Arnold’s Bar and Grill has been at 210 E. 8th St. between Main and Sycamore since 1861. Jack, the bartender who works Friday nights and only Friday nights has been here almost that long. Jack gets my award for most pleasant human being in Cincinnati. Anyone who is this consistently amiable can’t be quite right in the head. This is meant to be a compliment, Jack. I want a little of whatever Jack’s smoking to re-set my attitude.

 In a landscape increasingly dominated by cookie cutter corporate chains, Arnold’s is refreshingly unique and stubbornly old fashioned. Arnold’s might be the last place in America without air-conditioning and despite Cincinnati’s notoriously hot and humid summers the dimly lit bar and restaurant is never uncomfortable. A welcome departure from the “sealed-box-meat-locker” climate you endure in the pre-fabricated, formulaic chains. The bathrooms are not handicap accessible, unfortunate for handicapped customers, and another example of Arnold’s dated quirkiness. You couldn’t get a wheel chair into the men’s room (I can’t speak for the ladies) if you took it apart and threw it in piece by piece. I’ve been in bigger showers. The linoleum tile floor is worn and grungy where it isn’t absent altogether. The walls are lined with old photos, advertising signs and objects like a vintage radio and an oar. Everything looks like it belongs exactly where it is. It looks like Friday’s consulted this place for their décor but couldn’t quite pull it off. There are no televisions mounted on the walls with the sound turned off and that stupid indecipherable scrolling across the bottom of the screen. You’d think that to be an American requires a daily bath in the cold blue flickering light of the boob tube.

The draft beer line up is good. One tap is devoted to Barrel House beer (usually the Cumberland Pale Ale), another to Guinness, two Moerlein’s O.T.R. and Lager House Helles, one for Great Lakes (currently the Ed Fitz Porter), one for Smithwick’s (pronounced Smiddicks) and one for Stella (Euro-Bud we call it). I’ve petitioned for a revolving tap that features a wide range of great American craft beer offerings from the likes of Bell’s, Stone, Victory, Rogue, etc. So far my pleas have been ignored. So far. I’ll wear ‘em down, I swear. The bottled selections have too many industrial lagers eating up too much precious shelf space but you can find Dogfish Head’s 60 Minute and the Great Lakes Commodore Perry. If you want to go nostalgic, drink a Burger in the can, which tastes just as crappy in its reincarnation as it did in the olden days. Moerlein is resurrecting the old Schoenling-Hudepohl labels (Burger, Little Kings, Hudy 14K) though I can’t for the life of me figure out why.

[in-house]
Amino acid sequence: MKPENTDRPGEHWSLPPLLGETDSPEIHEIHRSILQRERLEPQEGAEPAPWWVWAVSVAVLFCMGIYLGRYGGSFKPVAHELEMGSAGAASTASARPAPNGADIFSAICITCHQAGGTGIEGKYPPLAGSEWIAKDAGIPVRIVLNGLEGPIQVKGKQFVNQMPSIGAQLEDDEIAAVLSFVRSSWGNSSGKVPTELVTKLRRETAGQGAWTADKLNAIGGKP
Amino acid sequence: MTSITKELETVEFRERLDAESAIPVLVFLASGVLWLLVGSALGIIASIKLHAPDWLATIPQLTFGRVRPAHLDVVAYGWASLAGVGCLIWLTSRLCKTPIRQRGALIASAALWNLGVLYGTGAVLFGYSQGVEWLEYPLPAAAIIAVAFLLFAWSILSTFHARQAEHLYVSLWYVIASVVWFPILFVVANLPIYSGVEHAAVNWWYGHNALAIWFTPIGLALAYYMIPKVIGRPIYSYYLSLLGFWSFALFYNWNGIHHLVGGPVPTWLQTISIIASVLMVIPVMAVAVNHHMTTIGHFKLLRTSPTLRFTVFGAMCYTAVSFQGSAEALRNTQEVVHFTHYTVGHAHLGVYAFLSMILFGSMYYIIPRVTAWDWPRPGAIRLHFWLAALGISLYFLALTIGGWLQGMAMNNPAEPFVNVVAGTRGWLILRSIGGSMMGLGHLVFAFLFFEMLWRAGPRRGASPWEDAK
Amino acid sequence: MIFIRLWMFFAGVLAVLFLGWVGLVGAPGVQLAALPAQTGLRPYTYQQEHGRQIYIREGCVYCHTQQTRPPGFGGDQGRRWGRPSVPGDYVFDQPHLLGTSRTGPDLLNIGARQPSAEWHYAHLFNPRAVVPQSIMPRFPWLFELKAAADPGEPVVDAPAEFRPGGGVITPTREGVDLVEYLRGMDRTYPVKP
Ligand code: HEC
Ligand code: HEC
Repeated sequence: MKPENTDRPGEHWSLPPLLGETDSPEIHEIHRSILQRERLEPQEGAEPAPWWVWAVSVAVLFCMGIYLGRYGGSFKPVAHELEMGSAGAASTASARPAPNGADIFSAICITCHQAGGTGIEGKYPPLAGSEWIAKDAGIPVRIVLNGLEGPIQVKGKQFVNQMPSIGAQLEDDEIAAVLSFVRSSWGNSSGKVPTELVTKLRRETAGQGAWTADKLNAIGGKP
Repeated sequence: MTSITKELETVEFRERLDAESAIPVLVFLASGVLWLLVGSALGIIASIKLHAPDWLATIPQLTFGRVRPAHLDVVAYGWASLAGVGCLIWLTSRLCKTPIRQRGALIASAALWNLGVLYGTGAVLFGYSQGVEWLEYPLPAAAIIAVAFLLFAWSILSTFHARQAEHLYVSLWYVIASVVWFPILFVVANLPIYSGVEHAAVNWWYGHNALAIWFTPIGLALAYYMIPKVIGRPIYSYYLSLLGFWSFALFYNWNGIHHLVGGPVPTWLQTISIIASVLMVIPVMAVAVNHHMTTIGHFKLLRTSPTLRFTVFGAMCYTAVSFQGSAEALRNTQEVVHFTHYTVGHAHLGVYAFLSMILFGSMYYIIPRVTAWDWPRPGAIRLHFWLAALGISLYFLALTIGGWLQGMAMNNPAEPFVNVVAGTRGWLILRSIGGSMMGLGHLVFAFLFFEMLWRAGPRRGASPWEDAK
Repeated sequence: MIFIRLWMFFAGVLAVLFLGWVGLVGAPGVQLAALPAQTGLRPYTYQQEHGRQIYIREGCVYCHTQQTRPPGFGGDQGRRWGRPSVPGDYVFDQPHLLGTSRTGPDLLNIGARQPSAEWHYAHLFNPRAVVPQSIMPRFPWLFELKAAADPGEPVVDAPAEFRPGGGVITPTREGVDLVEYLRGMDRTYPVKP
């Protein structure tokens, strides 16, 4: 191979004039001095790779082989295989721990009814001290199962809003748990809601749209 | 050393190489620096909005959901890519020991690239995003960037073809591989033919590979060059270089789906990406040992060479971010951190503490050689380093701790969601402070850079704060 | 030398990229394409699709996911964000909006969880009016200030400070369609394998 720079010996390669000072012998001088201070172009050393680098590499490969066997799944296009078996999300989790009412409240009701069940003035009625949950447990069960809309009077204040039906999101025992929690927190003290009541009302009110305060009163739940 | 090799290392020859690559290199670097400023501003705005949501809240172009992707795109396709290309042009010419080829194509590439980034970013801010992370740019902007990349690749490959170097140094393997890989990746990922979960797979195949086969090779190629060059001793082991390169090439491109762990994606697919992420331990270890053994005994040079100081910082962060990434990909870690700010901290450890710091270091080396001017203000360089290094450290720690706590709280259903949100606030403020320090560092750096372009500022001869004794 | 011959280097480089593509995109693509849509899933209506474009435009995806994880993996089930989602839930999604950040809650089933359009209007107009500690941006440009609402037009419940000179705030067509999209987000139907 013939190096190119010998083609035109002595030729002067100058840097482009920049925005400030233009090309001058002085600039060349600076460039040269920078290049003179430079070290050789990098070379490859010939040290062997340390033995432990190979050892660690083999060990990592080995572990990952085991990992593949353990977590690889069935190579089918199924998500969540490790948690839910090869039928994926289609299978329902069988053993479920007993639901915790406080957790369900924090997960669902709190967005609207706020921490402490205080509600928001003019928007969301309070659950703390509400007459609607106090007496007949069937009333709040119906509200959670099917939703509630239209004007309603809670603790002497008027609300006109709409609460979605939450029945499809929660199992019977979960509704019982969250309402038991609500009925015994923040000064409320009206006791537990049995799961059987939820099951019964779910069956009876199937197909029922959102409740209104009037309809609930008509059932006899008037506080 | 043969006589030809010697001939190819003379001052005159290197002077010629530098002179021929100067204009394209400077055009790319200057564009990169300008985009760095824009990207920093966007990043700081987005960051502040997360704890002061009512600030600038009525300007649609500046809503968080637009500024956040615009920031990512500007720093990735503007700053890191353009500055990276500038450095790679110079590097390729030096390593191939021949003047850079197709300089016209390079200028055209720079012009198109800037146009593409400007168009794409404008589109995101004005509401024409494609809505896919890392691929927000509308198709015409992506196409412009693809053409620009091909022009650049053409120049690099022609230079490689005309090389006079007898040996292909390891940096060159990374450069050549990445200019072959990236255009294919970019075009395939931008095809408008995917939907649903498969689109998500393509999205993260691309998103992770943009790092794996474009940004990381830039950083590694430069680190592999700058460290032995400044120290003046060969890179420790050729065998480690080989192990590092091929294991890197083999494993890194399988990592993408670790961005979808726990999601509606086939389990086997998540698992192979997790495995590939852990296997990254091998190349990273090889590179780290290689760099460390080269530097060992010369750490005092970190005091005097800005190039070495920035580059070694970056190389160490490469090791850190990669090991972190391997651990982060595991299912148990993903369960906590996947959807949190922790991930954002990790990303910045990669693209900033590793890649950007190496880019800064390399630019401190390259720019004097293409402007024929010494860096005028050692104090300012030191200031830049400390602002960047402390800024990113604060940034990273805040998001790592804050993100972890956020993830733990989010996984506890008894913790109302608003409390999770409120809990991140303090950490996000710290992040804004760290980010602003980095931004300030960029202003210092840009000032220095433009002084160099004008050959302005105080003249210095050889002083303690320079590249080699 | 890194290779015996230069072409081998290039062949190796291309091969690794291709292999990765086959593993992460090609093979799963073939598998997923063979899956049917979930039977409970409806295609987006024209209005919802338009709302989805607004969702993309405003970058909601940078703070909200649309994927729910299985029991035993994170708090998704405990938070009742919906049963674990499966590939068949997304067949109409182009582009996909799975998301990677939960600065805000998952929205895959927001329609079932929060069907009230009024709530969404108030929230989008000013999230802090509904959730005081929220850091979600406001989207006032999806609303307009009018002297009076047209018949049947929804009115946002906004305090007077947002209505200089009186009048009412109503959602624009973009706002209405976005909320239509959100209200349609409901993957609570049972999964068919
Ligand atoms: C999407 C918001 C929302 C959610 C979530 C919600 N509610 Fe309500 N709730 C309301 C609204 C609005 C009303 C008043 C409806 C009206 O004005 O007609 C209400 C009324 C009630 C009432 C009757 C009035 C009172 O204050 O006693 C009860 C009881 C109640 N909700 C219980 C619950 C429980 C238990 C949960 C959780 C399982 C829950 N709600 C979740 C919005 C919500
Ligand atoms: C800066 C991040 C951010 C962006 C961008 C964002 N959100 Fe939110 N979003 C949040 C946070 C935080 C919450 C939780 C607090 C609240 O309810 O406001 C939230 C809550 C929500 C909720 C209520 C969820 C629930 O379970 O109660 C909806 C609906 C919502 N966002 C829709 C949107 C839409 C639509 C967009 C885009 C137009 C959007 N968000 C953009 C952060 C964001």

The food is usually good and occasionally exceptional. The menu is extensive, maybe a little too extensive. I’d like a little more focus on fresh, locally produced ingredients, what I’d really like is to graft Mullane’s old menu onto my Arnold’s favorites, but I’ll take it for what it is. Owner and Chef Ronda Androski is prone to experimentation causing her to offer an occasional dish that is a little too haute cuisine for her regular clientele (I have on one occasion been a co-conspirator). The staples: spaghetti and meatballs, lasagna, TAB salad, etc. are affordable and date back to the Jim Tarbell days. Thursday lunch features the Turkey Feast, a Thanksgiving like plate of roast turkey, mashed potatoes, stuffing, green beans and gravy. It’s my favorite lunch in all of Cincinnati.